The BJP presents its 2024 plan
PM's focus on ground connect, marginalised, and young people may shape the poll narrative
Sixteen months before the next general elections kick off, Prime Minister (PM) Narendra Modi’s speech to the Bharatiya Janata Party (BJP)’s national executive meeting gave the first glimpse of how its electoral strategy is shaping up. In his closed-door speech — as elaborated by Maharashtra deputy chief minister Devendra Fadnavis — the PM’s message underlined three broad aspects: Deepen the grassroots network, especially in aspirational districts; focus on marginalised people even as the party moves towards becoming a social movement; connect with young people, especially first-time voters and people who attained adulthood after the National Democratic Alliance (NDA) came to power in 2014.
The BJP is sitting pretty atop India’s political pyramid; there appears no political challenge on the horizon and Opposition parties are either busy defending their turf or still at the drawing board. Yet, the focus on aspirational districts and ground-level connect shows that the BJP is cognisant of the difficulties of maintaining its hegemony, especially in the face of global economic headwinds that may crimp incomes and hurt job growth. Poorer districts are regions where the benefits of the government’s delivery push are likely to be most pronounced — an extension of the party’s successful strategy of corralling welfare beneficiaries as a support base. The attention on young people may also be connected to efforts to manage aspirations (a thorny electoral challenge of long-serving governments worldwide) and striking a contrast between the current government and the administrations of the past, telling this key demographic that while they may face some economic and governance problems, life under past regimes was tougher. That the BJP is attempting to move beyond a political party into a social movement is also telling, and marks a direction that has been unfamiliar for Indian democracy since the first decade of Independence, when the Congress sought to be a grassroots social movement, which also translated into a stranglehold on electoral politics and arms of governance.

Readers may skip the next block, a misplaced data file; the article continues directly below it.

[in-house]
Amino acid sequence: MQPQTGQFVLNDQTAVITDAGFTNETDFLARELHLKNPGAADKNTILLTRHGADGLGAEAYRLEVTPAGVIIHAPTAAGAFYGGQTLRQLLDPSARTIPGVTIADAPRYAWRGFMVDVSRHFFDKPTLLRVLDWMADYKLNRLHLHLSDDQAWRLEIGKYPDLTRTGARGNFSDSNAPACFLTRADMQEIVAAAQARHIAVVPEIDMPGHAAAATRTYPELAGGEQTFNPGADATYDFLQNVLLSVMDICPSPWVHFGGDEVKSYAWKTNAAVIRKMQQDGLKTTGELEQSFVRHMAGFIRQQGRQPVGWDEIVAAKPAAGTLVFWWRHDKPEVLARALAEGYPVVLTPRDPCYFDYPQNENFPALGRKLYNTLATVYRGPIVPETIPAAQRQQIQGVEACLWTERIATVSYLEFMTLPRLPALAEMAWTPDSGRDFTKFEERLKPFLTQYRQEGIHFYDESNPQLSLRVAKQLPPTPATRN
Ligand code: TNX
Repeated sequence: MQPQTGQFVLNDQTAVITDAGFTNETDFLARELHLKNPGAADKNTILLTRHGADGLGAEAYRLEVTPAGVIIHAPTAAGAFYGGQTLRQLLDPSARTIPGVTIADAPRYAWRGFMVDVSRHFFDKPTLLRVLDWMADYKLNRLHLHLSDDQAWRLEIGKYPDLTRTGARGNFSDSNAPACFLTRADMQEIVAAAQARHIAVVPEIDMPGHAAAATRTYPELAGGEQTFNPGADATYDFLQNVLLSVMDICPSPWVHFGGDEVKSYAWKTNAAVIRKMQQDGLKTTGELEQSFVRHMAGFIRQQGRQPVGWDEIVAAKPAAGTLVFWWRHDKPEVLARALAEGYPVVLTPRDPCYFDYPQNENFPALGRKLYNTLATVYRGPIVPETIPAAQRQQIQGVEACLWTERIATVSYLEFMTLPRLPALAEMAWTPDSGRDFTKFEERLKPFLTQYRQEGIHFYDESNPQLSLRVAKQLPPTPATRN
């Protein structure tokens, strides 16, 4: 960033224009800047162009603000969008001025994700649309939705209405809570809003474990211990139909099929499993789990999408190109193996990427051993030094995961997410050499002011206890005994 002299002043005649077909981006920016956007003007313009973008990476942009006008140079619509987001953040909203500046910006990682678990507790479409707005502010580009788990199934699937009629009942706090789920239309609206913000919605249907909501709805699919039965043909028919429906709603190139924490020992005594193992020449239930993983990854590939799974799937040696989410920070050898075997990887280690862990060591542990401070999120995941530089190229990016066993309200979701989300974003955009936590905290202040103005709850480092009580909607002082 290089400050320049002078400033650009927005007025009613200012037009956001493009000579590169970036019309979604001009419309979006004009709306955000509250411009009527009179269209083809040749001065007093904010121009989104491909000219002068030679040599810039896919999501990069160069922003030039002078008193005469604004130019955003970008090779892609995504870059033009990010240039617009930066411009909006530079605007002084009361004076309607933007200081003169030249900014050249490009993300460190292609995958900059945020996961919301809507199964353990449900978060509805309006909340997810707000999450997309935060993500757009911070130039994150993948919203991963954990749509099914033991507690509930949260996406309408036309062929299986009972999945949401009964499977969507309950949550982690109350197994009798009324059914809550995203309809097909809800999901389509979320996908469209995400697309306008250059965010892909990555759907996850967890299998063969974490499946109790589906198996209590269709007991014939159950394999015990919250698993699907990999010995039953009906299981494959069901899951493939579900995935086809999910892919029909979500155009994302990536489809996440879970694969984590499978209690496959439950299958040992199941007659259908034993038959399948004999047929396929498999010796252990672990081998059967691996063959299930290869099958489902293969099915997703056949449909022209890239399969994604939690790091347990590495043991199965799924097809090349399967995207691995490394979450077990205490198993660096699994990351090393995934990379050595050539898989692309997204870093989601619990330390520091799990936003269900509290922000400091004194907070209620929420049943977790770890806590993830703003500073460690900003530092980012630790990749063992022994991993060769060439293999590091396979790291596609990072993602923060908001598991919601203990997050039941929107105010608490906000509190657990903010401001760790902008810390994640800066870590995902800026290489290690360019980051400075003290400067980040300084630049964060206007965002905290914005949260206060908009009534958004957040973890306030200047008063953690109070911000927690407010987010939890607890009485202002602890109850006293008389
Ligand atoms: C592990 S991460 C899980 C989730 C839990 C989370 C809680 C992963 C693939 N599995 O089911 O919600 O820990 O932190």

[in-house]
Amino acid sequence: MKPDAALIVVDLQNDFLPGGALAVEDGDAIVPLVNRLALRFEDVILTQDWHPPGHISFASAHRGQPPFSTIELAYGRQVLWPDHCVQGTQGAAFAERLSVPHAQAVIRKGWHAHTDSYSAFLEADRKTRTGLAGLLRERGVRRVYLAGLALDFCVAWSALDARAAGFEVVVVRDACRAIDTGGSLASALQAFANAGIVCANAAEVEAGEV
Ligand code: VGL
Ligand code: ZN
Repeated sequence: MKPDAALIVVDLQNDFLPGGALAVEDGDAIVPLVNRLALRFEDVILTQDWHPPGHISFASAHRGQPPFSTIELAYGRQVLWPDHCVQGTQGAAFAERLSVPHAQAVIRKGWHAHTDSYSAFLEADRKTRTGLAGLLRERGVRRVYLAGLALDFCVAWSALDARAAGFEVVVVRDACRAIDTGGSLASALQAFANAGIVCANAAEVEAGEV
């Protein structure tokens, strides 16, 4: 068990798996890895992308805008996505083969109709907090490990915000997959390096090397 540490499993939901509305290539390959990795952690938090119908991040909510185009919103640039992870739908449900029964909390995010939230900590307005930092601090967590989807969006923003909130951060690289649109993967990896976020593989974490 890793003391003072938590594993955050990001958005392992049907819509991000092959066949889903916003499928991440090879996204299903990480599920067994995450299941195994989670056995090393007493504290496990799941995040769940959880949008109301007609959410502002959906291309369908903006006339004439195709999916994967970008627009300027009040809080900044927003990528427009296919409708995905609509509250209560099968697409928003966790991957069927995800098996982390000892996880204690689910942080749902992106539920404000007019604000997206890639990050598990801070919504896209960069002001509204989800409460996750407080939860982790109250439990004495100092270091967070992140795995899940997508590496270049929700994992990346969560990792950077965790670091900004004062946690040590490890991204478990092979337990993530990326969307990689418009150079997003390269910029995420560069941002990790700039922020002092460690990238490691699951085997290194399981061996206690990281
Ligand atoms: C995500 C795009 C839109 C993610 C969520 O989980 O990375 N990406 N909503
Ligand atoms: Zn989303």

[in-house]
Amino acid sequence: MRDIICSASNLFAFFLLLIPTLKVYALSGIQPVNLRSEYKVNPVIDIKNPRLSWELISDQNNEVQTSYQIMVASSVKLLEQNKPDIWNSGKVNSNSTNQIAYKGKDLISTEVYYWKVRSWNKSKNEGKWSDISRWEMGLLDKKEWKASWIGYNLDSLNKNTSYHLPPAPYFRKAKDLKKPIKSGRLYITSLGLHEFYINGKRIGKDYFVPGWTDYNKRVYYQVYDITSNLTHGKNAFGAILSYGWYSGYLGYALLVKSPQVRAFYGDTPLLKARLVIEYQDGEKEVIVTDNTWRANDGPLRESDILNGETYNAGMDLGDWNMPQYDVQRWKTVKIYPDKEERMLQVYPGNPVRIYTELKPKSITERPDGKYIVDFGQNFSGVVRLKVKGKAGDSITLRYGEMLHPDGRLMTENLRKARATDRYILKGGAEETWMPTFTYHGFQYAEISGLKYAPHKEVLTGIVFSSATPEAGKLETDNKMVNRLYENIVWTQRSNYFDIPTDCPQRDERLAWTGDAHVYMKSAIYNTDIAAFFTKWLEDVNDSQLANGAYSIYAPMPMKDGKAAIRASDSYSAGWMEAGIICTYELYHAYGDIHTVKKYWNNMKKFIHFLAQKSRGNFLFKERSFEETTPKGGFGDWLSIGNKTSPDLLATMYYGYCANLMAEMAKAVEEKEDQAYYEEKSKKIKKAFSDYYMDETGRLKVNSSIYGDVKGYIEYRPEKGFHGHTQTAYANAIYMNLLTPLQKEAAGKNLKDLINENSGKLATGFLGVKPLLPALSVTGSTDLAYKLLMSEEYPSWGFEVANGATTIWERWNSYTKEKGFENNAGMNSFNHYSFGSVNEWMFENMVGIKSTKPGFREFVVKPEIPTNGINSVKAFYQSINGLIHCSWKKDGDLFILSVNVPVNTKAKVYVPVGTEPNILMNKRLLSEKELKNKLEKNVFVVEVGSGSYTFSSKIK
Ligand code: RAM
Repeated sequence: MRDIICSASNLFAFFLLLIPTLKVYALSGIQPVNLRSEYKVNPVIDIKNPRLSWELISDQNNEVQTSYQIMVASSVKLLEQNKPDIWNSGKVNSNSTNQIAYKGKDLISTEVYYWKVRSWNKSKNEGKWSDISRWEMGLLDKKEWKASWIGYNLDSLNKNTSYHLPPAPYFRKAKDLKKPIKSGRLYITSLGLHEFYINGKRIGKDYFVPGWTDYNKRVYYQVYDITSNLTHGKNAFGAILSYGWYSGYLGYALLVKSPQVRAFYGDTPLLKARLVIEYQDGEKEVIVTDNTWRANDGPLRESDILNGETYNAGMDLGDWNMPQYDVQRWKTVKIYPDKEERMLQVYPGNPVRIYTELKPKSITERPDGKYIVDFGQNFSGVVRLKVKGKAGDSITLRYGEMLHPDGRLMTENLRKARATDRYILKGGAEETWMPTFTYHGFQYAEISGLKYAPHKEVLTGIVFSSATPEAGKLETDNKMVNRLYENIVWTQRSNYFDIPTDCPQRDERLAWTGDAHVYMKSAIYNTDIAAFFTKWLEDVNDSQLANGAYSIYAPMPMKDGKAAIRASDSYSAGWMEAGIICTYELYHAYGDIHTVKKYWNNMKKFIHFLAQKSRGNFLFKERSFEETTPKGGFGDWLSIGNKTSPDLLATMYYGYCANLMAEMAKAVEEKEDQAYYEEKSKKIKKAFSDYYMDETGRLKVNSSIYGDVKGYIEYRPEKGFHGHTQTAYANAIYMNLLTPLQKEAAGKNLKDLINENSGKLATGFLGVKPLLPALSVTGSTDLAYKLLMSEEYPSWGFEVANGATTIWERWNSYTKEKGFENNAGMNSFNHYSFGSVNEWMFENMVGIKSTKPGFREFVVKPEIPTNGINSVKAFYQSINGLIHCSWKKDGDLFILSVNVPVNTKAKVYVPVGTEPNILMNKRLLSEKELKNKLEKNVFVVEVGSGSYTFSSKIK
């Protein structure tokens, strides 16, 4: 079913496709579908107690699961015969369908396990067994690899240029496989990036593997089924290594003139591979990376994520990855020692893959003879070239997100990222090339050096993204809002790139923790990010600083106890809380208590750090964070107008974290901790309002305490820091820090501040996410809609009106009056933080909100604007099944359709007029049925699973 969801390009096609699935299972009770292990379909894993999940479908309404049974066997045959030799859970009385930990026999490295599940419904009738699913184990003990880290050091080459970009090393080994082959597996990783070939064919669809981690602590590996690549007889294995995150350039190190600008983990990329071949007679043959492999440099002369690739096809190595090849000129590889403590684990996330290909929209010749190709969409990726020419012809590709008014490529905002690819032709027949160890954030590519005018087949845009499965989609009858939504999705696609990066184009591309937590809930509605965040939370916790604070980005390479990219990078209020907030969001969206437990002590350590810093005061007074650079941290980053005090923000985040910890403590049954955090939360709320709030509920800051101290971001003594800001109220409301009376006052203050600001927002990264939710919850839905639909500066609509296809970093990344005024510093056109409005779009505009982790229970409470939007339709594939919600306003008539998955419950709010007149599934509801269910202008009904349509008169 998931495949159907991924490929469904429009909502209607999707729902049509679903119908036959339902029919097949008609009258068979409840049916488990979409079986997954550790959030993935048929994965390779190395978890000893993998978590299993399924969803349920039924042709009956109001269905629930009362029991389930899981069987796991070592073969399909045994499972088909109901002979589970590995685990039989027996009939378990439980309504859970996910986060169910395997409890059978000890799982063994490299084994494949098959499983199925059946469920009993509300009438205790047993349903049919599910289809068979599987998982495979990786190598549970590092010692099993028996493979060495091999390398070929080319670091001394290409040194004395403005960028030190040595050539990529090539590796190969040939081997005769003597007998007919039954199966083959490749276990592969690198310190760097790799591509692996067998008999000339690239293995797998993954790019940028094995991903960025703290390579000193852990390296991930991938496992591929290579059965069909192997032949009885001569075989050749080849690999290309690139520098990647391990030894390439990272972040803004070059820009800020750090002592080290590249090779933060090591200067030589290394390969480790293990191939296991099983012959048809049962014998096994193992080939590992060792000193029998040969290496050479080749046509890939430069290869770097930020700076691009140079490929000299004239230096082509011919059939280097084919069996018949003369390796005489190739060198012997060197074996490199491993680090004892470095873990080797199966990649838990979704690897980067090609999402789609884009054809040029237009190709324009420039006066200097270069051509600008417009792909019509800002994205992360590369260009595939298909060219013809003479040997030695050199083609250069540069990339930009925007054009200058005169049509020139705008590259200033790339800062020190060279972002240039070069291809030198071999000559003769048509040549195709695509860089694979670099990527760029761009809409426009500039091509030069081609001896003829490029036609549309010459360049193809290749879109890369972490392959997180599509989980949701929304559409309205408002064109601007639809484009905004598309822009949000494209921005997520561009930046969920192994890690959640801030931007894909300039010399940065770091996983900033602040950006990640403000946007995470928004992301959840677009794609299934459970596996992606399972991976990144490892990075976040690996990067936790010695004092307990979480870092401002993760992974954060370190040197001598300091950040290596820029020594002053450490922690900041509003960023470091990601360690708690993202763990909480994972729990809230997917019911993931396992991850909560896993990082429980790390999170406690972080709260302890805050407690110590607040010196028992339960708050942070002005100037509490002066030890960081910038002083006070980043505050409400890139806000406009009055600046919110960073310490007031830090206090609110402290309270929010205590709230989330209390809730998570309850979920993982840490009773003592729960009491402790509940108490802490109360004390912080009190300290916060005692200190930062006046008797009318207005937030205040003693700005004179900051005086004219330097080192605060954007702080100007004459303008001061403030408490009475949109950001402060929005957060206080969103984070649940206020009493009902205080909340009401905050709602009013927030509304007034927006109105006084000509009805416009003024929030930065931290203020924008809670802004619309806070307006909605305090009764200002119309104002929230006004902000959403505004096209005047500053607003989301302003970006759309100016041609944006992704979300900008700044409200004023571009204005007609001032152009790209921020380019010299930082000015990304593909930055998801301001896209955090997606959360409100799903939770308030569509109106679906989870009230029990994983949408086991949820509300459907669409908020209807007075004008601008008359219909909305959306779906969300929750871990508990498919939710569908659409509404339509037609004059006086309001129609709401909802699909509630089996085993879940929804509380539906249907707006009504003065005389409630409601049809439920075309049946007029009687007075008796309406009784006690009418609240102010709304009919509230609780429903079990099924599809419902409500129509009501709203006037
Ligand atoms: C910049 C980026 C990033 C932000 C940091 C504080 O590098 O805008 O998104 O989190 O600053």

Though brief, the BJP has presented an outline of a plan that it believes can win the confidence of what will soon be the world’s most populous country, where many young people have grown up under NDA rule, and where first-generation needs will often clash with second- and third-generation aspirations. It is now up to the Opposition to present its alternative vision.